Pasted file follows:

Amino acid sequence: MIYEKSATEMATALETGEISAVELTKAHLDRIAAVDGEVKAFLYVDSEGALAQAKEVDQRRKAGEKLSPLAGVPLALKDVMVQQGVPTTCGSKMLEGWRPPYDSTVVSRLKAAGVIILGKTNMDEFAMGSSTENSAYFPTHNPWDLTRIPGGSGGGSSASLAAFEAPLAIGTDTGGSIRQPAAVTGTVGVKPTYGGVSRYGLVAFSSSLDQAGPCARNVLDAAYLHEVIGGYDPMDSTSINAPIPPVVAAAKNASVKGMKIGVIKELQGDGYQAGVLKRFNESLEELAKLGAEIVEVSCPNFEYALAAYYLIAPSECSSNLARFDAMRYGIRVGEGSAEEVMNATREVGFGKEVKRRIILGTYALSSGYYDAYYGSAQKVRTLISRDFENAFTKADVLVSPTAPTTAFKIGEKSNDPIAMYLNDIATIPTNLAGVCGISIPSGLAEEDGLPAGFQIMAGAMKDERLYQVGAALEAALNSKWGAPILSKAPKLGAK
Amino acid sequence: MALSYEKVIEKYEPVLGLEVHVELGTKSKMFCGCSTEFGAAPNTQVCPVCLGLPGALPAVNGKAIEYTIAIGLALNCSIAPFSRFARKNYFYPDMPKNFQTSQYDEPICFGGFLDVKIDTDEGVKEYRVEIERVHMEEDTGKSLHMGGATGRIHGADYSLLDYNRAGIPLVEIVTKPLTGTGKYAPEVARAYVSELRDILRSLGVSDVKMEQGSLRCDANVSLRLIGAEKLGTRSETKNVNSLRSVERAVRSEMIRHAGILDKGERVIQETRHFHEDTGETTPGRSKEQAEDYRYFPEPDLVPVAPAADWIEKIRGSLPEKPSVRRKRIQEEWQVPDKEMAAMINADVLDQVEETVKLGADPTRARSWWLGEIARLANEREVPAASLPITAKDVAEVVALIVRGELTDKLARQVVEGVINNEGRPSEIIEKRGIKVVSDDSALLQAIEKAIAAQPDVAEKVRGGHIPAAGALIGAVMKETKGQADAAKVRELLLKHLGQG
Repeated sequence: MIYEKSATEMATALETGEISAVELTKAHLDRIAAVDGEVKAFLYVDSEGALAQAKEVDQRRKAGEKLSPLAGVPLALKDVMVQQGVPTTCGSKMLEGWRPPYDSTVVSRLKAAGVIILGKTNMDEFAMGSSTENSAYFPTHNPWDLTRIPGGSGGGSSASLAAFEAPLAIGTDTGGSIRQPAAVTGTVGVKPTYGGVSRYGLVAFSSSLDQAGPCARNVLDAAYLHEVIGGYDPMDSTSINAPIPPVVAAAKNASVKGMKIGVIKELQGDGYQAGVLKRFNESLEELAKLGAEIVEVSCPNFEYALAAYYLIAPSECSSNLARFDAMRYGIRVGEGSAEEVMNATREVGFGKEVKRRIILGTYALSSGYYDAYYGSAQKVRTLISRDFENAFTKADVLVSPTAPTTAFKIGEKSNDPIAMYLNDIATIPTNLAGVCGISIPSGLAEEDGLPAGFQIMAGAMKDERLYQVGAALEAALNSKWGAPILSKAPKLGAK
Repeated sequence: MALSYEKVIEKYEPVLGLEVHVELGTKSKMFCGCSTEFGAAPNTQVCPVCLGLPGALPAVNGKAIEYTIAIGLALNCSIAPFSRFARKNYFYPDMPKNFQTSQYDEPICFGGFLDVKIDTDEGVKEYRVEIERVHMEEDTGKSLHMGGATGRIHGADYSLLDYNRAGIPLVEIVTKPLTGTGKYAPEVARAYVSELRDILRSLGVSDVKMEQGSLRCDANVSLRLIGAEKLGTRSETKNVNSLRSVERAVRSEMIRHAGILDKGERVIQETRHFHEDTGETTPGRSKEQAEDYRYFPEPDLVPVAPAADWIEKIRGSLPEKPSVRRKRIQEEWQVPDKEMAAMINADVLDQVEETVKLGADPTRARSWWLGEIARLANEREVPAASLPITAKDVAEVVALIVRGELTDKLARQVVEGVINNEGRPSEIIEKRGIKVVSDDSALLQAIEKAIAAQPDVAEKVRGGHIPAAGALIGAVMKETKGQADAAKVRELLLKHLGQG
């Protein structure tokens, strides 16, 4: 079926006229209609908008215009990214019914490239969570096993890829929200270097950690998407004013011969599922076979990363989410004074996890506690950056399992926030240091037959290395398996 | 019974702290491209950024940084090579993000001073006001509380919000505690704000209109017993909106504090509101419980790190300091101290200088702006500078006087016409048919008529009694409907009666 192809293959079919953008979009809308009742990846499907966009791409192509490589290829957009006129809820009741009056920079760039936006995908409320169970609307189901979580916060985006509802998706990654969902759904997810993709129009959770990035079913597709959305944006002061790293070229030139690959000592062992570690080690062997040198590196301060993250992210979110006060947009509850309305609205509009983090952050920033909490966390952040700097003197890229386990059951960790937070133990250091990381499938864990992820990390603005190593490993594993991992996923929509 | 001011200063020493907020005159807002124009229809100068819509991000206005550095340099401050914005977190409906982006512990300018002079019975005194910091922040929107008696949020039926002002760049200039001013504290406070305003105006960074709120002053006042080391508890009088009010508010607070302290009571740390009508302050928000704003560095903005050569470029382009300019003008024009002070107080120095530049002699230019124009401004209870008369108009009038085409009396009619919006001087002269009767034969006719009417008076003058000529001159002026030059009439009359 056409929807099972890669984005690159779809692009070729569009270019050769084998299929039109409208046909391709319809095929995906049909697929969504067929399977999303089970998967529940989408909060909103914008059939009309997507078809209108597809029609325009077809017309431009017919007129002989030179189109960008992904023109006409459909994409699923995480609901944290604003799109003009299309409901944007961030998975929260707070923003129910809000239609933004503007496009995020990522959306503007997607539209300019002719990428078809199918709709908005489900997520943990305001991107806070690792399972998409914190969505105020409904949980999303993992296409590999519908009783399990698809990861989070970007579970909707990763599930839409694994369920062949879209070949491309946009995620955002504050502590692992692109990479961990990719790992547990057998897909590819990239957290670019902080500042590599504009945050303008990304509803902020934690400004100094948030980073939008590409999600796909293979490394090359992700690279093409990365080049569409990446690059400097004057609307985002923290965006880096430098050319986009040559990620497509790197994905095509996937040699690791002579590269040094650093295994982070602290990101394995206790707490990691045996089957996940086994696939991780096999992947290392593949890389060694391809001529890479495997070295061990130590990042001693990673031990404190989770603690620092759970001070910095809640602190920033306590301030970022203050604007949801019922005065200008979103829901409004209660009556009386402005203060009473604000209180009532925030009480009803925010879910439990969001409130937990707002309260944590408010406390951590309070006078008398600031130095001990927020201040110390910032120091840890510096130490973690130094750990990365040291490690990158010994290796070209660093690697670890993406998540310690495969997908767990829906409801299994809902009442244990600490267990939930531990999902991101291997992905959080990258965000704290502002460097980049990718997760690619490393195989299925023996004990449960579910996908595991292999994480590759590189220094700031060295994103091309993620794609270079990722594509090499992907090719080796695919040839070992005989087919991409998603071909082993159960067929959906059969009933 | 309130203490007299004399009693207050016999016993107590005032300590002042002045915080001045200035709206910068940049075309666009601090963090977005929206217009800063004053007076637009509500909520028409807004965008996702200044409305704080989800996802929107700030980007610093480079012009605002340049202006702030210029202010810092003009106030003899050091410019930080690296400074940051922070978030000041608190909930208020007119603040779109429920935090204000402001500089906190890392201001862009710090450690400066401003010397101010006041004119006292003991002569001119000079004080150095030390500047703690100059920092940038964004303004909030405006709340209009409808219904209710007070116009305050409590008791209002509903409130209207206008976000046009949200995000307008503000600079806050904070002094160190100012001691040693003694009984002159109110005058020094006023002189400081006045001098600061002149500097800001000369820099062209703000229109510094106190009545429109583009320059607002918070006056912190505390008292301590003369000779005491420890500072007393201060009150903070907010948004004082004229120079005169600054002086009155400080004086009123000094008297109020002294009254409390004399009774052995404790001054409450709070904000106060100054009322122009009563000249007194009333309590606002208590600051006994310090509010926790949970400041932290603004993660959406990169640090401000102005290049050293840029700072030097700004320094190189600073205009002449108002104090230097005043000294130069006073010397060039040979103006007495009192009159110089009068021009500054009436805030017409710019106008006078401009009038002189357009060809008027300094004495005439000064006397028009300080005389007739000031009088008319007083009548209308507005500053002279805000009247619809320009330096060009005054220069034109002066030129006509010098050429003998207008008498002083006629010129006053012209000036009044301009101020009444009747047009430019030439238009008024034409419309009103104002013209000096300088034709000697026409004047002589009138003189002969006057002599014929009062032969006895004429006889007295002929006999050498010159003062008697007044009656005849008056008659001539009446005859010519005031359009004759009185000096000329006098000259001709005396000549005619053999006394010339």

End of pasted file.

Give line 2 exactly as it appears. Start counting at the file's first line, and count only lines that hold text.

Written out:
Amino acid sequence: MALSYEKVIEKYEPVLGLEVHVELGTKSKMFCGCSTEFGAAPNTQVCPVCLGLPGALPAVNGKAIEYTIAIGLALNCSIAPFSRFARKNYFYPDMPKNFQTSQYDEPICFGGFLDVKIDTDEGVKEYRVEIERVHMEEDTGKSLHMGGATGRIHGADYSLLDYNRAGIPLVEIVTKPLTGTGKYAPEVARAYVSELRDILRSLGVSDVKMEQGSLRCDANVSLRLIGAEKLGTRSETKNVNSLRSVERAVRSEMIRHAGILDKGERVIQETRHFHEDTGETTPGRSKEQAEDYRYFPEPDLVPVAPAADWIEKIRGSLPEKPSVRRKRIQEEWQVPDKEMAAMINADVLDQVEETVKLGADPTRARSWWLGEIARLANEREVPAASLPITAKDVAEVVALIVRGELTDKLARQVVEGVINNEGRPSEIIEKRGIKVVSDDSALLQAIEKAIAAQPDVAEKVRGGHIPAAGALIGAVMKETKGQADAAKVRELLLKHLGQG